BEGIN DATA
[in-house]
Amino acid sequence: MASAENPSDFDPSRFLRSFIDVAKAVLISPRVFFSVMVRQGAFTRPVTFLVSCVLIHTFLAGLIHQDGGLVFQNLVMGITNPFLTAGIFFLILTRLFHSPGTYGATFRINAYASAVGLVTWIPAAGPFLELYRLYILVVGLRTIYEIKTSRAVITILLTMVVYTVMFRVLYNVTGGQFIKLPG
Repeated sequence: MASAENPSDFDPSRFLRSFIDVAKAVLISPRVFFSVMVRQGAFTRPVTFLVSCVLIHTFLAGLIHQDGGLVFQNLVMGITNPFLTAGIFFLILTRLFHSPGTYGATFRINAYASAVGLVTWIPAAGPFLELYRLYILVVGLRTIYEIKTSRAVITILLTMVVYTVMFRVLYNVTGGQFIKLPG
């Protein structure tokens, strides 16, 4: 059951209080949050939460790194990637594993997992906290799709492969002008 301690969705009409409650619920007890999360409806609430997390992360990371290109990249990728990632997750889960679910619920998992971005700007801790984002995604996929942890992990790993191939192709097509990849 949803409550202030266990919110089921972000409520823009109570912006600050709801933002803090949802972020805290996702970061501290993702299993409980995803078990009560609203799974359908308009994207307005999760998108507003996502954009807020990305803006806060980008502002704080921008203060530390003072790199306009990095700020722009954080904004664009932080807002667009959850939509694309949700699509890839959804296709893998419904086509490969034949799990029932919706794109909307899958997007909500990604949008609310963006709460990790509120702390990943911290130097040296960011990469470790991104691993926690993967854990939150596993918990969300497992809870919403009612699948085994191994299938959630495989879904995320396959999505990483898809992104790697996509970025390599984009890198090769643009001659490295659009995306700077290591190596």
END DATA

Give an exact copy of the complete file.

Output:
[in-house]
Amino acid sequence: MASAENPSDFDPSRFLRSFIDVAKAVLISPRVFFSVMVRQGAFTRPVTFLVSCVLIHTFLAGLIHQDGGLVFQNLVMGITNPFLTAGIFFLILTRLFHSPGTYGATFRINAYASAVGLVTWIPAAGPFLELYRLYILVVGLRTIYEIKTSRAVITILLTMVVYTVMFRVLYNVTGGQFIKLPG
Repeated sequence: MASAENPSDFDPSRFLRSFIDVAKAVLISPRVFFSVMVRQGAFTRPVTFLVSCVLIHTFLAGLIHQDGGLVFQNLVMGITNPFLTAGIFFLILTRLFHSPGTYGATFRINAYASAVGLVTWIPAAGPFLELYRLYILVVGLRTIYEIKTSRAVITILLTMVVYTVMFRVLYNVTGGQFIKLPG
């Protein structure tokens, strides 16, 4: 059951209080949050939460790194990637594993997992906290799709492969002008 301690969705009409409650619920007890999360409806609430997390992360990371290109990249990728990632997750889960679910619920998992971005700007801790984002995604996929942890992990790993191939192709097509990849 949803409550202030266990919110089921972000409520823009109570912006600050709801933002803090949802972020805290996702970061501290993702299993409980995803078990009560609203799974359908308009994207307005999760998108507003996502954009807020990305803006806060980008502002704080921008203060530390003072790199306009990095700020722009954080904004664009932080807002667009959850939509694309949700699509890839959804296709893998419904086509490969034949799990029932919706794109909307899958997007909500990604949008609310963006709460990790509120702390990943911290130097040296960011990469470790991104691993926690993967854990939150596993918990969300497992809870919403009612699948085994191994299938959630495989879904995320396959999505990483898809992104790697996509970025390599984009890198090769643009001659490295659009995306700077290591190596």